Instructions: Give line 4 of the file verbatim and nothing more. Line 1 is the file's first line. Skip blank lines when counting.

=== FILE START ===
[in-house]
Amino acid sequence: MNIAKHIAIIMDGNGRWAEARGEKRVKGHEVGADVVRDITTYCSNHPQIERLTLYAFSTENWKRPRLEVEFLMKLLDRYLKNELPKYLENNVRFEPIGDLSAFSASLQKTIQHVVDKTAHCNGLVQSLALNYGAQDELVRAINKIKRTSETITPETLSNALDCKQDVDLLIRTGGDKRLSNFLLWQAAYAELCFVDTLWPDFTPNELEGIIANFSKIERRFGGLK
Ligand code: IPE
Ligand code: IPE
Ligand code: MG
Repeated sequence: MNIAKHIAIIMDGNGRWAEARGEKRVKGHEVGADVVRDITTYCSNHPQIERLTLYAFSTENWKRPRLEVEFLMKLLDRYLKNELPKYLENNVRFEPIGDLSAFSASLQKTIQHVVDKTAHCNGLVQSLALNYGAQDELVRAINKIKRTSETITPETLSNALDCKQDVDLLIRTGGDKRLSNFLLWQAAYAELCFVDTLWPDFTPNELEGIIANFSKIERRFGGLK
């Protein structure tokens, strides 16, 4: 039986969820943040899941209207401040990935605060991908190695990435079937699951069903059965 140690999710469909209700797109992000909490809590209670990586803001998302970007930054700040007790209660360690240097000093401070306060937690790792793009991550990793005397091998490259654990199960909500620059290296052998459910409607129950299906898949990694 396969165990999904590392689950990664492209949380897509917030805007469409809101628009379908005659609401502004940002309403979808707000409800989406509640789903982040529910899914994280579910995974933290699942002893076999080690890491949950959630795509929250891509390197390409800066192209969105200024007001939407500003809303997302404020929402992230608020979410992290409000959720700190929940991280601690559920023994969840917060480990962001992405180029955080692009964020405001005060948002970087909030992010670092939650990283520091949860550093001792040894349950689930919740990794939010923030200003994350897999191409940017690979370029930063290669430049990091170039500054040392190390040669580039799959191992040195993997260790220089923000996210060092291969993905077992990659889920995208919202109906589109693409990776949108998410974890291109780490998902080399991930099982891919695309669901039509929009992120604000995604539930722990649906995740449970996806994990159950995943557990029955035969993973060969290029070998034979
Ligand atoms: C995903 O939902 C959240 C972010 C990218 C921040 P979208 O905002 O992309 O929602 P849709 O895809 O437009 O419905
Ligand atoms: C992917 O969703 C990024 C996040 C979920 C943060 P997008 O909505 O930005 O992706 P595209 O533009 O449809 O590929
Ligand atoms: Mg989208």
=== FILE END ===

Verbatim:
Ligand code: IPE